• Enabling choice: Research shows that health outcomes are better when patients make choices in their care. The facility is designed with this in mind, breaking up the building mass and offering a diverse array of spaces where patients can select their environment.

  • A life building: Gardens and landscape are an essential part of healing for the homeless population, and they are abundant throughout the building. Giving individuals the opportunity to begin caring for living things can support their ability to care for themselves.

  • Stealth outreach: Seeking treatment and staying in treatment is a huge obstacle. If this facility is to be successful, it can’t be intimidating. Creating gentle, gradual entrances with slow transitions from outdoor to indoor make the building approachable, and integrate it with the surrounding community.


Hub Model

The Restorative Care Village was envisioned as a multi-phase project, addressing the county’s most immediate needs first. Once completed, each building would operate in conjunction with one another to allow seamless support of the whole patient.

The village will include two connected hubs, the Acute Care Hub and the Wellness Hub, and will progress in three phases. Phase 1, already underway, includes the construction of the development's bridge housing, split into two parts: Recuperative Care, for those in recovering from living on the streets, and Crisis Residential Care, for those dealing with domestic abuse and other challenges; both are part of the Acute Care Hub.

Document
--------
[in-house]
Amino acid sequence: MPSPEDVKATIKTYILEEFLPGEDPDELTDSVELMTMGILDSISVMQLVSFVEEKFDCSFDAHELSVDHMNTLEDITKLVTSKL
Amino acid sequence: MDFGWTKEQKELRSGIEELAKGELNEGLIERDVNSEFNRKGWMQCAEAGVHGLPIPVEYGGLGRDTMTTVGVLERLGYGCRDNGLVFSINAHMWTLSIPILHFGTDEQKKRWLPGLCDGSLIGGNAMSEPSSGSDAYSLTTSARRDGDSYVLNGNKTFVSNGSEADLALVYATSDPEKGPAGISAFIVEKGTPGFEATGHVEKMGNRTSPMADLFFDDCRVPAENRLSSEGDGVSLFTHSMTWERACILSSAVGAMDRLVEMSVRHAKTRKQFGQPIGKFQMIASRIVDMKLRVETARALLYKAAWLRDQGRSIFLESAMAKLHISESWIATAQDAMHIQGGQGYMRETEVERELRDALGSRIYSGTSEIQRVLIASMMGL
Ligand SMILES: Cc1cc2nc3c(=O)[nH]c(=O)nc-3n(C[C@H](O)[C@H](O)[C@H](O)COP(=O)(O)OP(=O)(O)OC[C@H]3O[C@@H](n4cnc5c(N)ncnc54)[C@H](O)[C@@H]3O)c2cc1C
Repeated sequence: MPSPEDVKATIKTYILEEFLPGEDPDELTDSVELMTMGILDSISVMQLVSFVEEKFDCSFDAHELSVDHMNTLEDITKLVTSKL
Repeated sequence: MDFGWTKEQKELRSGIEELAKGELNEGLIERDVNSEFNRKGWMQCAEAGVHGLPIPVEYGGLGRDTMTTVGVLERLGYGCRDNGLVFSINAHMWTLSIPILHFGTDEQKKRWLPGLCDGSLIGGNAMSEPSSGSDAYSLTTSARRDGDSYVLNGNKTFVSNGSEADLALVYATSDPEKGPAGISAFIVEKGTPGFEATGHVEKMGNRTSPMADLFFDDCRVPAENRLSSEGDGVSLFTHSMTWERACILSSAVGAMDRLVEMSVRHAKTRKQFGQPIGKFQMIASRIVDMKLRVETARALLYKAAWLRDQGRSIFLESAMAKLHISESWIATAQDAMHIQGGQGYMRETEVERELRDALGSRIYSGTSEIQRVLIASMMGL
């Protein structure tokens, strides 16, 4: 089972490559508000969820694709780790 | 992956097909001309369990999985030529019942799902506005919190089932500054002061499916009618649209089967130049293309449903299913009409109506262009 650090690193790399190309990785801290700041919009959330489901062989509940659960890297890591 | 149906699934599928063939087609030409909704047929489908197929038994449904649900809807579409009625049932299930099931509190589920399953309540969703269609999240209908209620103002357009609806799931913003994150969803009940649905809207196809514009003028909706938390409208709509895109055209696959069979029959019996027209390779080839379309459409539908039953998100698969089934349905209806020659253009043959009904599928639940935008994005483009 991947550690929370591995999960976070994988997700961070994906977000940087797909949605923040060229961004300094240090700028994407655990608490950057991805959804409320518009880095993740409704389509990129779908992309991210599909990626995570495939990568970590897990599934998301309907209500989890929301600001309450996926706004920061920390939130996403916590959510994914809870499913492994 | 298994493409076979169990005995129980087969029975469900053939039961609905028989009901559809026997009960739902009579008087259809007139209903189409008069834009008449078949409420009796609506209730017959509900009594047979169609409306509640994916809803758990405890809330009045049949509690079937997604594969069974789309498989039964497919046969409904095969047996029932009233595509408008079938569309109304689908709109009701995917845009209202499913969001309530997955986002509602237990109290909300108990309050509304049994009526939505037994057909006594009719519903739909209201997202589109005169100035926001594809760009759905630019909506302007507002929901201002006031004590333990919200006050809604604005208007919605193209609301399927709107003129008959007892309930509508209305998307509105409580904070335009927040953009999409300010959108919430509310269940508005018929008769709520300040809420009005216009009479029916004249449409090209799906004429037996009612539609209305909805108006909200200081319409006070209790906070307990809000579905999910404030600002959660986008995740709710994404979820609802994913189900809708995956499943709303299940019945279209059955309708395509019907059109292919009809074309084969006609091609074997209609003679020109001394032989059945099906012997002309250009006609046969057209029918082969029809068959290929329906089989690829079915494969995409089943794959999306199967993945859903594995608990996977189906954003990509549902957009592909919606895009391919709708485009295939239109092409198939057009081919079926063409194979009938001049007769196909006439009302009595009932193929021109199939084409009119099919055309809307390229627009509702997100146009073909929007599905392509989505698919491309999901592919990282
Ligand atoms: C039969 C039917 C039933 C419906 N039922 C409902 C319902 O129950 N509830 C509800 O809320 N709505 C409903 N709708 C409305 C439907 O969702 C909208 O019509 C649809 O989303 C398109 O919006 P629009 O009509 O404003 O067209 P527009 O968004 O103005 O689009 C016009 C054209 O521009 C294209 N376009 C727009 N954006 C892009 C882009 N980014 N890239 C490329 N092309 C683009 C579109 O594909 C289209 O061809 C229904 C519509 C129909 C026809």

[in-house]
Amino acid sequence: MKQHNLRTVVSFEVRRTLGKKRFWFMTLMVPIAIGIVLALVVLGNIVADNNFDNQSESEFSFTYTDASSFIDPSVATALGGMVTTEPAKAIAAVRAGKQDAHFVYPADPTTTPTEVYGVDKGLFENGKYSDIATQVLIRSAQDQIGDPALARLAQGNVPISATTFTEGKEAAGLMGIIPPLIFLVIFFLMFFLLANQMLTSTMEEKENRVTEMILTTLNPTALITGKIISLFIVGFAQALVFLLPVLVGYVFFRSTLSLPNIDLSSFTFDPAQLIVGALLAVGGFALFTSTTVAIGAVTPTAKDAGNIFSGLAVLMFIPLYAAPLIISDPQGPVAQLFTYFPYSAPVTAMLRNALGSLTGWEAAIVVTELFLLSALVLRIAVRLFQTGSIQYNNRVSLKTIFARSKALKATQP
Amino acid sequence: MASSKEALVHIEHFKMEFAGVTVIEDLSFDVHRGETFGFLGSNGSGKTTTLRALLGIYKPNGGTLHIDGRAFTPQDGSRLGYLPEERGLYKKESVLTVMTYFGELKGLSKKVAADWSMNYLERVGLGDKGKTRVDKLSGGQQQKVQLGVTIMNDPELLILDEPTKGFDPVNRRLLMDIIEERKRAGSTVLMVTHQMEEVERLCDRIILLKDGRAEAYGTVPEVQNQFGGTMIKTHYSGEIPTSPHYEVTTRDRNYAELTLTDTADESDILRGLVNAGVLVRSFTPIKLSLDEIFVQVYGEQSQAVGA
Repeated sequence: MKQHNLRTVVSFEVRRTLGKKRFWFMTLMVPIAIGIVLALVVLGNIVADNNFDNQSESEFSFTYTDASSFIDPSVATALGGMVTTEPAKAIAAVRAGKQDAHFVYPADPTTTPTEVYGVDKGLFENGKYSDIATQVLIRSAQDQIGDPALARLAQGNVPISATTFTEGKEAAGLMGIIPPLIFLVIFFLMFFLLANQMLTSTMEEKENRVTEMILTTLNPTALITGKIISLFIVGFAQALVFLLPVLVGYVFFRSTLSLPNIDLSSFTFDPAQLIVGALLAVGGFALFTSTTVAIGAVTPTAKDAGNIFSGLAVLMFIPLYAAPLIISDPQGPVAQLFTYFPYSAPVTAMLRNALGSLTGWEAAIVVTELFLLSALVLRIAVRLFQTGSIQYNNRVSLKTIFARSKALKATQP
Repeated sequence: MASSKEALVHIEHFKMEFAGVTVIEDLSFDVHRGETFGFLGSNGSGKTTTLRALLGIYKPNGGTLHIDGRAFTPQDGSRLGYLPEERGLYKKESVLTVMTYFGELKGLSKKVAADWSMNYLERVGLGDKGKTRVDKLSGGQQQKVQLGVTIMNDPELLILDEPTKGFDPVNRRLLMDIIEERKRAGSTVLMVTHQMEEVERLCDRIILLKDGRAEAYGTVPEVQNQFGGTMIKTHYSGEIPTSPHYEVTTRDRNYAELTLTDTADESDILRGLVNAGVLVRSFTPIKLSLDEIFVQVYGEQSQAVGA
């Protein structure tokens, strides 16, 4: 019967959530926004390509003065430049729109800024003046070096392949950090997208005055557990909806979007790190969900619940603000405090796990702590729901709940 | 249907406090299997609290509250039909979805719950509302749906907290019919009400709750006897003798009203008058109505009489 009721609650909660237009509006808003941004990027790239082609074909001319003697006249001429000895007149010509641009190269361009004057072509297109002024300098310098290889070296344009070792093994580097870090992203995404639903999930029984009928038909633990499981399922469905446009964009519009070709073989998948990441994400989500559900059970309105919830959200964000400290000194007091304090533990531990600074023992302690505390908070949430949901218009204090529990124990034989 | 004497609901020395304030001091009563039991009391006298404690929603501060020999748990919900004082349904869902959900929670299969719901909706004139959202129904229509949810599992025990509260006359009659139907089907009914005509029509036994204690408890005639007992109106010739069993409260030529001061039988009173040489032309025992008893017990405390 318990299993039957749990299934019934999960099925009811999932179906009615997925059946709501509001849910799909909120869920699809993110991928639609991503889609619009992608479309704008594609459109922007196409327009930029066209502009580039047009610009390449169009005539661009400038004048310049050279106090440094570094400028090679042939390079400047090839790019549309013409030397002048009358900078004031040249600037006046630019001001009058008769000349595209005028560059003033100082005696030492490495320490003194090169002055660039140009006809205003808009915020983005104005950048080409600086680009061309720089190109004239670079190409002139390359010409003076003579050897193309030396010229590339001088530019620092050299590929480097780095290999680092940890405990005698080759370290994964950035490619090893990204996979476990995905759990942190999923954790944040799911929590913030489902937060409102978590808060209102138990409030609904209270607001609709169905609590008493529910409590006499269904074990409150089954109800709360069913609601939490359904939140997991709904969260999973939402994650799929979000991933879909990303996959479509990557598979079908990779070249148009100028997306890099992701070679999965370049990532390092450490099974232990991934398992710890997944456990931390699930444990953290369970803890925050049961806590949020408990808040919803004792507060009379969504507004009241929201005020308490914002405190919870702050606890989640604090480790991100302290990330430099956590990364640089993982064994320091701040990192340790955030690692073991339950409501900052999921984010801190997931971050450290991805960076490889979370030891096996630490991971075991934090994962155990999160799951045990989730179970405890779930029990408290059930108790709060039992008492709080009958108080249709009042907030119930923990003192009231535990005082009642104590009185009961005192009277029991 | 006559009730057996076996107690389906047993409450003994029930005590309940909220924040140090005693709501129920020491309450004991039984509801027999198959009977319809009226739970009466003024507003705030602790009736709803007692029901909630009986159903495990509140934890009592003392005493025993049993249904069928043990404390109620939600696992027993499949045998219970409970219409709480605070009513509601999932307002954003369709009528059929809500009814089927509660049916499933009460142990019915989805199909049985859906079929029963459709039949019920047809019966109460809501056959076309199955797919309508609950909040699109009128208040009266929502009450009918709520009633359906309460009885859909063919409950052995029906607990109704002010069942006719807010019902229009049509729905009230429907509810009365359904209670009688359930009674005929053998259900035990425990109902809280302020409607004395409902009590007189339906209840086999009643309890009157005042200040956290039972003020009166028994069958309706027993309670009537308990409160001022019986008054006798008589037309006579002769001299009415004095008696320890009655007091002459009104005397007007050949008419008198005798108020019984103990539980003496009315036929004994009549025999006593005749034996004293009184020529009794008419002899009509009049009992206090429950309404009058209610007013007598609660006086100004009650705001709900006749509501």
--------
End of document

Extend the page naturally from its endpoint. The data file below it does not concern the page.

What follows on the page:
Phase 2 includes the demolition of three empty laboratory buildings, making way for the new Wellness Hub, which will house a Community Resource and Recreation Center, services to secure employment, Permanent Supportive Housing, a Recovery and Respite Center, and Psychiatric Urgent Care.

Finally, Phase 3 will return to the Acute Care Hub, starting with the demolition of the vacant Women and Children's hospital, followed by the construction of the new Psychiatric Hospital and Psychiatric Emergency Department. 

In January 2019, the County released an RFP for design-build proposals, which ultimately resulted in the selection of CannonDesign for Phase 1. CannonDesign plans to construct the development in a mostly modular fashion in collaboration with ModularDesign+.